• est
  • | eng
  • W 02.02 Time 18.00

    Kiki Smith: Squatting the Palace

    Kiki Smith |

    Director: Vivien Bittencourt, Vincent Katz

    Country: USA

    Year: 2006

    Length: 45'

    Language: In English, Estonian subtitles

    This film takes a circular approach to an artist who works in overlapping spirals of creative energy. Smith works in her home — not in a space specifically designed as a studio but on the 2nd floor of her East Village townhouse. There, amid her books, a pet bird, and tiny kitchenette, Smith goes from drawing to collaging to modeling clay to painting plaster casts and back, again and again, moving from one discipline to another in a way that can seem aimless to a casual observer, but which is actually the modus operandi of a highly sophisticated visual artist.
    Over the course of the film, it becomes apparent that many of the pieces Smith is creating — including sculptures, photographs, prints, and furniture fashioned from liquor boxes — are intended for an eight-room installation at the Fondazione Querini Stampalia in Venice, Italy, to open contemporaneously with the 2005 Venice Biennale. We see Smith collaborating with artisans fabricating her sculptures and observe her daily interactions with her assistants. We then follow Smith to Venice and witness the complex installation of her exhibition, which proves to be an integral part of the conceptual whole. The video culminates in a detailed look at the completed exhibition, Homespun Tales: Stories of Domestic Occupation, widely regarded as one of the most successful exhibitions that summer in Venice.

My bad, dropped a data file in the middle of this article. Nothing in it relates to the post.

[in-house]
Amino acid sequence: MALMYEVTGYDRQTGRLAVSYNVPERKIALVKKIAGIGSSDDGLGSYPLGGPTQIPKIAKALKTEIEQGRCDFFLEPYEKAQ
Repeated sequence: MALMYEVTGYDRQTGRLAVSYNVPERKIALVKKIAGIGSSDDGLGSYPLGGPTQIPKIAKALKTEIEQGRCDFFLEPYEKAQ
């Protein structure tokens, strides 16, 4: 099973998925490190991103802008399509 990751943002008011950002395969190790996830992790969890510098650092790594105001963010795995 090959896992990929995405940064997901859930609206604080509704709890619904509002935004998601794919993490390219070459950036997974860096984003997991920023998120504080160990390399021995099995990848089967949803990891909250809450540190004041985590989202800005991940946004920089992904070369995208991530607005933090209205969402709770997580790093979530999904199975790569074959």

Kiki Smith’s work in sculpture, prints and drawings has been the subject of numerous museum and gallery exhibitions worldwide. Her graphic work was celebrated in Kiki Smith: Prints, Books, and Things at MoMA, New York, and a mid-career survey, A Gathering: 1980-2005, organized by the Walker Art Center, traveled to the San Francisco Museum of Modern Art, Contemporary Arts Museum Houston, and the Whitney Museum of American Art.